While I attended the “Perspectives in Environmental Movements” event, what really captivated me was the panel “Unnatural Disasters”. Perspectives in Environmental Movements gave a general, comprehensible explanation of environmental justice, and then moved into the eco-theology of African Americans and the work of black methodists against environmental justice. This was then followed by a discussion on what the experiences of environmental injustice are for Native Americans, specifically in regards to Native American law. While these are engaging and significant topics, the ideas were not new to me as an ENVS student. Unnatural disasters rewarded me with less-traditional approaches to the varying amount vulnerability of different communities to ‘environmental’ hazards
I had no idea what unnatural disasters would refer to. I presumed that the speakers might refer to disasters caused by plants and factories, or pipe leaks. Instead I was confronted with a discussion on the perspectives of what disasters are to different cultures and the flawed term “natural” disasters. The speakers talked about how disasters cannot be considered natural; they are only disasters because of human perceptions and activity. Forest fires, tornadoes, earthquakes, etc. are by themselves just natural phenomena, and the disaster occurs when humans are not prepared with the proper knowledge, tools and infrastructure to handle them. This heavily relates to the idea of vulnerability of different people and why disasters seem to have a higher impact in developing countries and poorer areas.
The overarching theme of the event was that disasters are a social construction, an idea discussed a lot in ENVS 160, but in a different context. In ENVS and sociology we most often talk about social constructions as the ideas and norms humans believe to be truth that are not natural in anyway, but instead a product of culture and part of discourse. Disasters, are socially constructed in the more literal sense, of caused by society. Humans have caused the disaster by the way they live and their lack of planning for such an event. However, the term “natural disaster” can certainly be seen as a social construction in the more traditional sense. The speakers repeatedly pointed out the habit of humans to point fingers at others when a problem arises. By calling a disaster natural, we entirely take the blame off ourselves as humans, and say it is nature’s fault that catastrophe has fallen upon us. We use the term to decide the disasters is in no way our own doing.
The second speaker, Andrew Bernstein caught my attention with the historical example he used to elaborate the main points of the event. Bernstein took us back to Nara and Heian Japan around the 9th century, when Mt. Fuji was highly active. When Fuji erupted, the Heian elites, who were out of harm’s immediate way, were not concerned with deaths and physical destruction from eruption. Instead, they were concerned about the damage done to the main road that connected east and west Japan that was important for trade, and in a less rational way that the volcano eruption was the omen of an epidemic. To the Japanese elite, epidemics were a real concern. They lived in the capital where all roads lead to, there was a larger conglomerate of people and disease easily spread, and so the real disaster to them was not the immediate damage.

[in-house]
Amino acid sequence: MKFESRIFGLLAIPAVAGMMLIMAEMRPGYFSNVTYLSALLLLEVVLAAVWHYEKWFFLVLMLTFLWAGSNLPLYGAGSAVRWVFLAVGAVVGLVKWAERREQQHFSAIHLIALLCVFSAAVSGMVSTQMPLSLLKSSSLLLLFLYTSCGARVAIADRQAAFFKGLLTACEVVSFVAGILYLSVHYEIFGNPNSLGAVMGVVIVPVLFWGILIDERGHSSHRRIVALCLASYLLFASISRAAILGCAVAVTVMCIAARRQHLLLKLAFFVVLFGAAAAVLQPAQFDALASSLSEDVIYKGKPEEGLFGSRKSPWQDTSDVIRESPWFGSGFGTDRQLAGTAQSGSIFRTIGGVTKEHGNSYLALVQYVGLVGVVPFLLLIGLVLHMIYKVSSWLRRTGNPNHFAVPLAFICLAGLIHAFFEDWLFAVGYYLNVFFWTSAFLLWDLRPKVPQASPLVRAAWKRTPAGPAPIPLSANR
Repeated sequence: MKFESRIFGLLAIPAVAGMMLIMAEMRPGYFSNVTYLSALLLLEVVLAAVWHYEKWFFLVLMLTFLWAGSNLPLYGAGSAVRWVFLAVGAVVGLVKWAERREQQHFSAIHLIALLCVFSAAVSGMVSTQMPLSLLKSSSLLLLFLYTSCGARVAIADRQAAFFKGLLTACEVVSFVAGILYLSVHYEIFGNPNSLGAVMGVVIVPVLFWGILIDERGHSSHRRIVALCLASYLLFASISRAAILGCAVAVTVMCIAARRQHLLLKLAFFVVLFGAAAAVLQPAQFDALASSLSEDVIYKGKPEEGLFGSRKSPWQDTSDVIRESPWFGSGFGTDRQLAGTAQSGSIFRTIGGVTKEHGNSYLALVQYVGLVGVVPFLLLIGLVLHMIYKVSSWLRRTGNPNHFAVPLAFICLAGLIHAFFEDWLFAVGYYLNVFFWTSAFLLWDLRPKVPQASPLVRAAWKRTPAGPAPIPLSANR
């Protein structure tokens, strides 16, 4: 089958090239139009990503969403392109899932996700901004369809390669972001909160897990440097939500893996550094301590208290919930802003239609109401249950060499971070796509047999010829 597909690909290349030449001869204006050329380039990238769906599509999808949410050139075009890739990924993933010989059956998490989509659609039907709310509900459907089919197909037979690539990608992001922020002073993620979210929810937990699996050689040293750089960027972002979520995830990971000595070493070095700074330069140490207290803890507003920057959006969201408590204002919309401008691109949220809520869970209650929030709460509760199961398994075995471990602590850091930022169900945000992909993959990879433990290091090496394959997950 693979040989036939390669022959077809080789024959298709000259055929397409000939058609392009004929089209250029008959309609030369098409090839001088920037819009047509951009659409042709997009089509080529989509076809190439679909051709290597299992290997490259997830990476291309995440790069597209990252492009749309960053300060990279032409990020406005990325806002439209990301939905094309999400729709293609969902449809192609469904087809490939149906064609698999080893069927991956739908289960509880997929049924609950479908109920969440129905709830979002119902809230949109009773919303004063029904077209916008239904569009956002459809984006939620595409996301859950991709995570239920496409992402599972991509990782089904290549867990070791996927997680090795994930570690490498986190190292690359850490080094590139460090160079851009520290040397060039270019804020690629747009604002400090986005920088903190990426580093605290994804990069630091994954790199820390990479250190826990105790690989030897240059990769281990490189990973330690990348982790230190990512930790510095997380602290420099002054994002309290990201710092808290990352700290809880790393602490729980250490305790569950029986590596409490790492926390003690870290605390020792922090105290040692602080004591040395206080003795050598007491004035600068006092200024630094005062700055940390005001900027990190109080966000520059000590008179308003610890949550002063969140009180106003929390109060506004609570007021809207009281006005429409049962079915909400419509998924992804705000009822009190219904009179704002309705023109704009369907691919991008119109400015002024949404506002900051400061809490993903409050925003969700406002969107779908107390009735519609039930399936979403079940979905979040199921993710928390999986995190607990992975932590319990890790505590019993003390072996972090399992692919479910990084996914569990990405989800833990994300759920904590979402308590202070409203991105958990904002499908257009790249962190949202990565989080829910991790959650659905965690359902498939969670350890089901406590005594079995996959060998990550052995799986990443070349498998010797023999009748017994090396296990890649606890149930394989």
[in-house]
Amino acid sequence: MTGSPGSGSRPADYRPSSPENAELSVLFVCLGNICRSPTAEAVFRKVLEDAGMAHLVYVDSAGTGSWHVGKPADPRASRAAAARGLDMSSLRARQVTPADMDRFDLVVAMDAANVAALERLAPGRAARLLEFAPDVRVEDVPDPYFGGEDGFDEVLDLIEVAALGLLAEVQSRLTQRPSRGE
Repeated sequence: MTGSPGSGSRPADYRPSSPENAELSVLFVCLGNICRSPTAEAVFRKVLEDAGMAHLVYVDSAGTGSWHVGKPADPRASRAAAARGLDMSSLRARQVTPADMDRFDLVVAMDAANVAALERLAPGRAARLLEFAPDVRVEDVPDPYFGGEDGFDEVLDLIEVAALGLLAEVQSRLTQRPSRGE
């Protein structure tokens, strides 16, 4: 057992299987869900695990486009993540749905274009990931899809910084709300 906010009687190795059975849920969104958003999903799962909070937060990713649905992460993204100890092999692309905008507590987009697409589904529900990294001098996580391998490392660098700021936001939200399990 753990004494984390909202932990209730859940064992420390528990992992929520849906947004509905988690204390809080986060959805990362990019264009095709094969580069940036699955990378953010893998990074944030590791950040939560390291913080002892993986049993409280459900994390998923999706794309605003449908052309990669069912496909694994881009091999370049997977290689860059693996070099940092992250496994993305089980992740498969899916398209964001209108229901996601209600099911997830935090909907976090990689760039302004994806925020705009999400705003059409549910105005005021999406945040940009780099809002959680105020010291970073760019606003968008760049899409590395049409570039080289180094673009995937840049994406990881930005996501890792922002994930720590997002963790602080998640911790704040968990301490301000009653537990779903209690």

I was fascinated by the context of Bernstein’s speech, particularly, because I was able to make connections to what I knew about Nara/Heian divination practices from Early East Asian Art History. Oracle bone divinations – heating bones or turtle shells until they crack and then reading the cracks and sounds – in ancient East Asian cultures were largely a way for the rulers to prove their land and city were thriving, to ease their people and prove they were having a good reign. The elite in Heian performed numerous divinations to interpret what the volcano eruption was telling them, how they should act, and what the Fuji god wanted. If the divinations were negative and they were not getting positive readings, they could not prove their city was stable and in good hands, and this to them was disastrous.
Aside from being a stimulating new way to think about this Period in Japan, the religious context also exemplified the dangers of assuming how people in a certain time and place will perceive/react to disasters. The last speaker, Steven Bullock talked about his work preparing different communities, particularly poor communities with higher percentages of racial minorities, for disasters. Bullock elaborated on how important it was to understand what different people in different neighborhoods perceived as risks when disasters struck and what support systems they needed. In order for a community to be resilient, he had to teach them how to prepare for disasters in a way that suited their personal needs. The reality that there is extensive diversity in disaster perceptions validates the overall theme that disasters are social constructions.